Women Earn On Average Almost $17,000 Less Than Men Per Year According To New Survey
And no, it is not all about maternity leave, ok?
A growing body of research is investigating the "gender wage gap," which is the phenomenon in which women make, on average, less than men. This wage gap persists regardless of employment: men and women in the same position often make drastically different salaries.
A new study commissioned by ADP Canada shows that women not only make less than men, but they also receive lower bonuses and other forms of compensation.
TL;DR A new study commissioned by ADP Canada demonstrates that women make almost 25% less than men on average. This means that the average woman is paid $17000 less than her male equivalent.
The survey, carried out by Leger, shows that women make on average only 75% of what men make.
The results of the survey, based on self-reported figures, state that the average woman makes $49,721 while men say they make $66,504 per year.
This leads to a yearly difference of close to $17 000. This gap persisted when researchers looked at non-salary bonuses, with "men report annual earnings averaging $5,823 and women report an average of $3,912 – a 32.8% difference."
So this difference is not just due to women choosing less high-paying jobs and taking maternity leave.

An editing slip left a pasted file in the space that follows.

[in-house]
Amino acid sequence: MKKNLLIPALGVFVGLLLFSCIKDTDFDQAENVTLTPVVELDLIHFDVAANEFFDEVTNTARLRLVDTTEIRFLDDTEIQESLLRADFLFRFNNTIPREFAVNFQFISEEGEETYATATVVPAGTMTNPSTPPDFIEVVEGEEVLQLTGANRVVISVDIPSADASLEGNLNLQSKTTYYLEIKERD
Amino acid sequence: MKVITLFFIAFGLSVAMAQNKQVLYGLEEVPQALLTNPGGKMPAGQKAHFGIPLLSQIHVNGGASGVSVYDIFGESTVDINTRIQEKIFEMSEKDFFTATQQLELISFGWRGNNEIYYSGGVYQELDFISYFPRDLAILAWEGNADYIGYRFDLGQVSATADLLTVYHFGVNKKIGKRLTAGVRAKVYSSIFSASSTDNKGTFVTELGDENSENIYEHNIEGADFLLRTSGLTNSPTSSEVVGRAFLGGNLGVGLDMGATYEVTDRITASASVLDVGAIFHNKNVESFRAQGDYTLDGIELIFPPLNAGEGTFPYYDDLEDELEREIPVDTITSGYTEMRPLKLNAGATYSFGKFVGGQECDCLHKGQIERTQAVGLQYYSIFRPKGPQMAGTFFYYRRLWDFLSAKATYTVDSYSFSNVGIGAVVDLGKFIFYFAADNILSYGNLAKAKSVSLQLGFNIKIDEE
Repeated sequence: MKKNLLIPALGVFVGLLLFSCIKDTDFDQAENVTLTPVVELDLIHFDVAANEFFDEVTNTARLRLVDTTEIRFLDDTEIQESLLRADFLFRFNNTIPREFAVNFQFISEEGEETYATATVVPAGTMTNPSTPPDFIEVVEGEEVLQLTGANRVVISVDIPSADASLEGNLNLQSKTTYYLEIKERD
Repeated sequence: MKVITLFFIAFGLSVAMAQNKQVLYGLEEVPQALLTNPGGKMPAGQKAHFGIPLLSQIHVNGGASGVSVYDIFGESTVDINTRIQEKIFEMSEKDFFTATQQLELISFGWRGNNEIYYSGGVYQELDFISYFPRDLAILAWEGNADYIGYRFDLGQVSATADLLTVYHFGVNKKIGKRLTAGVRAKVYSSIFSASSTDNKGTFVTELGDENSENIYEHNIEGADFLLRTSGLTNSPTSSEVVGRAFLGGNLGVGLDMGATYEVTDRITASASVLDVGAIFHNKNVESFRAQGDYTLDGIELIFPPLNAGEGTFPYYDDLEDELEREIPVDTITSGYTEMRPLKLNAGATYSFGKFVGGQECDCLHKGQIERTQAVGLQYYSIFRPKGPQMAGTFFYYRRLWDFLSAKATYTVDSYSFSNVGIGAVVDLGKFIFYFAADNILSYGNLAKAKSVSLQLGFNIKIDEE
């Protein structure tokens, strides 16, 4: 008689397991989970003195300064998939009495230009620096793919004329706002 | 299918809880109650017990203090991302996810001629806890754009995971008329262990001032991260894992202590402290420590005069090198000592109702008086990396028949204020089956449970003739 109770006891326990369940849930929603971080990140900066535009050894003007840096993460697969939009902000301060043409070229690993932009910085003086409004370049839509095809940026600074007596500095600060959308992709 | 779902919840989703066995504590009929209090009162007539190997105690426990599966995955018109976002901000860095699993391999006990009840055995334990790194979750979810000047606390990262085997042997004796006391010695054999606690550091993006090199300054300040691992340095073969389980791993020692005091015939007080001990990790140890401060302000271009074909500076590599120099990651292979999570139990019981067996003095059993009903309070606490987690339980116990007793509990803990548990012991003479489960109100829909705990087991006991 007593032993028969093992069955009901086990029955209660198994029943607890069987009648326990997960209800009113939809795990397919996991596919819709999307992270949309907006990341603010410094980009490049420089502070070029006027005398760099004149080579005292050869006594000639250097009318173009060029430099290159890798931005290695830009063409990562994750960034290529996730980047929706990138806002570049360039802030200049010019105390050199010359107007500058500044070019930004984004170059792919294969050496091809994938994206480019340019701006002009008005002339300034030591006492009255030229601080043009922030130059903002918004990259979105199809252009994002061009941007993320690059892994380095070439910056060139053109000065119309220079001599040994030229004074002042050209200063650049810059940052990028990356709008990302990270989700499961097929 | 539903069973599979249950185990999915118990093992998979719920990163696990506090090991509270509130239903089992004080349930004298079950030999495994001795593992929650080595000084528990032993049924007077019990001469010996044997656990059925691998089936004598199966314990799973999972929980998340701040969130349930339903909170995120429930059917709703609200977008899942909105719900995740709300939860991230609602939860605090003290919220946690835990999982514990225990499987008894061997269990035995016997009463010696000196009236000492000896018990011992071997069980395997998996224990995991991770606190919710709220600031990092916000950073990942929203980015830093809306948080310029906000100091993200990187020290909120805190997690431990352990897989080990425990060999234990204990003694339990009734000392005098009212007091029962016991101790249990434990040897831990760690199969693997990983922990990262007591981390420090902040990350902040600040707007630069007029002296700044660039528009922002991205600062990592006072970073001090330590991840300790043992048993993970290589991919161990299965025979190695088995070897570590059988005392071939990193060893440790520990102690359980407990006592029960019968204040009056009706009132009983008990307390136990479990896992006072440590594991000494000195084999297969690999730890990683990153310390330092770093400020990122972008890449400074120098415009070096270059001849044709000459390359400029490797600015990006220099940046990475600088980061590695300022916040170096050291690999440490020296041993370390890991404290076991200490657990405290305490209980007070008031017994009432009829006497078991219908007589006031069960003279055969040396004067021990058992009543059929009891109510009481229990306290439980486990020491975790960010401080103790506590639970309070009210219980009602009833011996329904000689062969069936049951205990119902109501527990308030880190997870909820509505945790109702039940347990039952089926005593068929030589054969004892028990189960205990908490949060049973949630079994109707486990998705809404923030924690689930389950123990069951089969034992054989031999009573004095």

Other factors, like non-salary compensations, are also handed out unevenly. Furthermore, as this graph shows, women are penalised for having children while men are not.
Unsurprisingly, men are less likely to believe that a gender wage gap exists. Amongst men, 80% believe that men and women are compensated equally in the workplace, while less than two-thirds of women (62%) believe that to be true.
Interestingly, Quebec is the province most likely to believe that men and women are compensated equally, with a whopping 78% of respondents saying that they believe that both genders earn equal salaries.
Addressing the gender wage gap must remain a priority in the workplace.
According to the survey, "managers (72%) were the most likely group to believe that pay equity is a priority in their organization, while executives (31%) were the most likely to say it is not a priority in their organization."